It's been nearly two decades, yet we can still remember the summer we lived in McAllen, Texas--just over the border from Mexico--when our parents and other relatives ran a fireworks stand. What we remember the most about that time, aside from our pop melting his polyester pants to his leg in a whistle-chaser mishap, is the music we heard when we would cross the border. On Tuesday, the University of North Texas and Texas Woman's University give us a chance to relive those days with the cleverly titled Music Festival From Mexico, featuring more than 70 acts from three states in Mexico. The festival is part of UNT's International Week, and it should bring back memories--good and bad--for anyone who has ever wasted a spring-break night knocking back Carta Blancas in a dusty Mexican cantina. Or maybe that's just us. Music Festival from Mexico happens April 6-9 and is free. Tuesday's performance happens at the University Union Courtyard on the UNT campus, one block west of Welch and Prairie. Call (940) 565-2671.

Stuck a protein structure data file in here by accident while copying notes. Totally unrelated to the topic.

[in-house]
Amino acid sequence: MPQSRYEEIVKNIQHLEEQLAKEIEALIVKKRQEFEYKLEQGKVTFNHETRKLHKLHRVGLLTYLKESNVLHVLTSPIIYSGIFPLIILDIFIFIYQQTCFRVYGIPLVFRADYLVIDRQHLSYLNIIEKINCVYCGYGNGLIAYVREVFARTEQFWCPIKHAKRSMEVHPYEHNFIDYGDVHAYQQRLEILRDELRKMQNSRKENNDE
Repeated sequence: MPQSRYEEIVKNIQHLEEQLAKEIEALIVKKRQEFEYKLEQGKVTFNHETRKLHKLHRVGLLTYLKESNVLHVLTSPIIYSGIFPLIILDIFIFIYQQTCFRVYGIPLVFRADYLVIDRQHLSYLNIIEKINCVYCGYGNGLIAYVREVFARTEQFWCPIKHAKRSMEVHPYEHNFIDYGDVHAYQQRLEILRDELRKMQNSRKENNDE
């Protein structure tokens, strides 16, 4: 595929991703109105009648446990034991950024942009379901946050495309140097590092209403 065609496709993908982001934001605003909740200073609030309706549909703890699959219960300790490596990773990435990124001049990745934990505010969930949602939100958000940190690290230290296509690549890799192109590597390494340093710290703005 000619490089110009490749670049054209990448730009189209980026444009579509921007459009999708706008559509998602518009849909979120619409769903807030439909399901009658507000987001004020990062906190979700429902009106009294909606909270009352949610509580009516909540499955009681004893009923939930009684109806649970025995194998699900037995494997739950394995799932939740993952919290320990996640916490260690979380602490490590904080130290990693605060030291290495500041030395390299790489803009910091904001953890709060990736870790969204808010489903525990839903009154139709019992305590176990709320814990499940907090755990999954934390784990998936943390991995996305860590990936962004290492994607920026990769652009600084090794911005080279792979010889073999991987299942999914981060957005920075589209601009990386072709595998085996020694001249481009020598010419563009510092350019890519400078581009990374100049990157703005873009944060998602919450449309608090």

The latest installment of Arts & Letters Live's Literary Cafe is billed as "journalists by day, fiction writers by night." Well, we would have to protest that statement. Not as applied to Nancy Kruh, Ruth Pennebaker, Kate Seago, or Howard Swindle, who'll read from their latest works on Wednesday. No, they have every right to that distinction. We're talking about Helen Bryant, the insipid society columnist of The Dallas Morning News. Reporting where you saw Troy Aikman grabbing a bite to eat or, God forbid, Chuck Norris having a few beers isn't really journalism. Helen, if dropping the names of minor celebrities floats your boat, more power to you. Just don't call it journalism. Literary Cafe happens at Club Dada, 2720 Elm, on Wednesday at 8 p.m. Free. Call (214) 922-1219.